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  Opinion   Columnists  14 Oct 2022  Shobhaa De | Farewell ‘Netaji’: The akhada is now empty

Shobhaa De | Farewell ‘Netaji’: The akhada is now empty

Irreverent, provocative, opinionated... Shobhaa De has been challenging status quo for four decades... and is at her best when she punctures inflated egoes. Readers can send feedback to
Published : Oct 14, 2022, 11:18 pm IST
Updated : Oct 15, 2022, 9:36 am IST

That’s the thing about people in the political akhada — nobody gives a damn once they’re out of power

Mulayam Singh Yadav (PTI)
 Mulayam Singh Yadav (PTI)

I was in rain-soaked Jaipur, attending a posh royal polo event organised by the super luxe Leela Group, when the news of Mulayam Singh Yadav’s passing flashed. Sadly, not a single person I met expressed an opinion, one way or the other. Nobody cared! The responses ranged from an indifferent “Oh really? Didn’t know he was alive or ailing…” to a casual shrug with the comment: “Who? Mulayam what? Politician? Sorry… never heard of him…”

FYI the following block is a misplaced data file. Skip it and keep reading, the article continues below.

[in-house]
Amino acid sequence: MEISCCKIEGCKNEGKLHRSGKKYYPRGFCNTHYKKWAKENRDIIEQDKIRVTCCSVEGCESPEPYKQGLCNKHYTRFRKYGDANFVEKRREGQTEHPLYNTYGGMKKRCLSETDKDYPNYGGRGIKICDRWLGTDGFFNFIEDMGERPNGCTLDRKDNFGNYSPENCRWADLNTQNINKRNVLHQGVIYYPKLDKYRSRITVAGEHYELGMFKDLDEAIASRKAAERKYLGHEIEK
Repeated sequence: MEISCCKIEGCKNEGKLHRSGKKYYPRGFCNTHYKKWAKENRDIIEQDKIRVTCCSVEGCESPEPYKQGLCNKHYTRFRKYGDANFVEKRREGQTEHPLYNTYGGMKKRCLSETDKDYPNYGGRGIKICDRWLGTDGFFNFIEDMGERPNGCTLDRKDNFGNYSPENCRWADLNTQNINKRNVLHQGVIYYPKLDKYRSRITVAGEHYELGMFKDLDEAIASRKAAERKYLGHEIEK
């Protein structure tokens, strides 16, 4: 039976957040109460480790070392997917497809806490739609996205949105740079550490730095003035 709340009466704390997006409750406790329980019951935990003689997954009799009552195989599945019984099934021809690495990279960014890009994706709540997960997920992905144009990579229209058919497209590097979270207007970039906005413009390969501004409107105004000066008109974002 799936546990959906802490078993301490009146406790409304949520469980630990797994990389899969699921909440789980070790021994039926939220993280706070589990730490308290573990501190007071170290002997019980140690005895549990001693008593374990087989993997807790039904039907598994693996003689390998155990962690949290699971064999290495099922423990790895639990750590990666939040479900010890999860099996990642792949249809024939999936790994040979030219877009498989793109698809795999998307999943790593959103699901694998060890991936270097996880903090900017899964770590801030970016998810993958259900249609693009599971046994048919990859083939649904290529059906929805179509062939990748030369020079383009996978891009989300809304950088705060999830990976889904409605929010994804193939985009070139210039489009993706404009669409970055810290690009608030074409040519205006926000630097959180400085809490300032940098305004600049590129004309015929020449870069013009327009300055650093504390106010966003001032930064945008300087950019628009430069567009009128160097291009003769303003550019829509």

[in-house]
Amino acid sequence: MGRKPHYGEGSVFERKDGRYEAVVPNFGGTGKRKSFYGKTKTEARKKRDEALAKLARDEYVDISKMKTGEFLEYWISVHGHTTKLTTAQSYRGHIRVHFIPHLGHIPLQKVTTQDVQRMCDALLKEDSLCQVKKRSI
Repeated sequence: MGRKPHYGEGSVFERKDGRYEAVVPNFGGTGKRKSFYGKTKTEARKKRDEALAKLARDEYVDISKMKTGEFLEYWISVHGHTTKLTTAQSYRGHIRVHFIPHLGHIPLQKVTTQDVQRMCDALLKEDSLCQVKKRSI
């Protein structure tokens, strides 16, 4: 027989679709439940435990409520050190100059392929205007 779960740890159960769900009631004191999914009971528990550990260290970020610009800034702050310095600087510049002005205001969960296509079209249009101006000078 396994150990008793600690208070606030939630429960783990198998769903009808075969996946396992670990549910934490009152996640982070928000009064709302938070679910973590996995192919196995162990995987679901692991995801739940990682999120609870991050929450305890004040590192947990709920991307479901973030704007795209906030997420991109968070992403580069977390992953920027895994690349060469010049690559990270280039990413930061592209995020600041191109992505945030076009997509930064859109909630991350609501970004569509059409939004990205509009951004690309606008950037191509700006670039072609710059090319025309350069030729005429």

The atmosphere at the Rajasthan Polo Grounds was heady and exciting. An exhibition match was about to begin. Our host’s polo team was captained by Maharaja Padmanabh Singh, the dashing 24-year-old “king” of Jaipur, popularly known as “Pacho”. There was a buzz about his dense beard — should he keep it or knock it off? “He must have grown it to look more mature…”, an awestruck journalist commented, as Pacho stylishly scored a goal. I was more fascinated by businessman-politician Ashok Chandna, 38, Rajasthan’s sports minister and an accomplished polo player himself. He scored two more goals, and soon it was time for a very extravagant prize distribution ceremony, complete with caparisoned elephants, camels, musicians, dancers, a horse-drawn carriage, vintage car and liveried footmen. Not for nothing is the uber glam polo called the “sport of kings” — for centuries, it has attracted royalty and aristocrats. No wonder it was invented in Persia (Iran) in the sixth century. Who else can afford to maintain the horses? I felt I was on the sets of The Far Pavilions as high tea with champagne and crumpets was announced. Around me were glamorous ladies clad in polo couture, with mustachioed locals in perfectly-cut jodhpurs. Royal Jaipur was represented inside the pavilion, as Pacho sportingly lined up for selfies with adoring fans. This was definitely not the time to bring up Mulayam Singh Yadav’s legacy.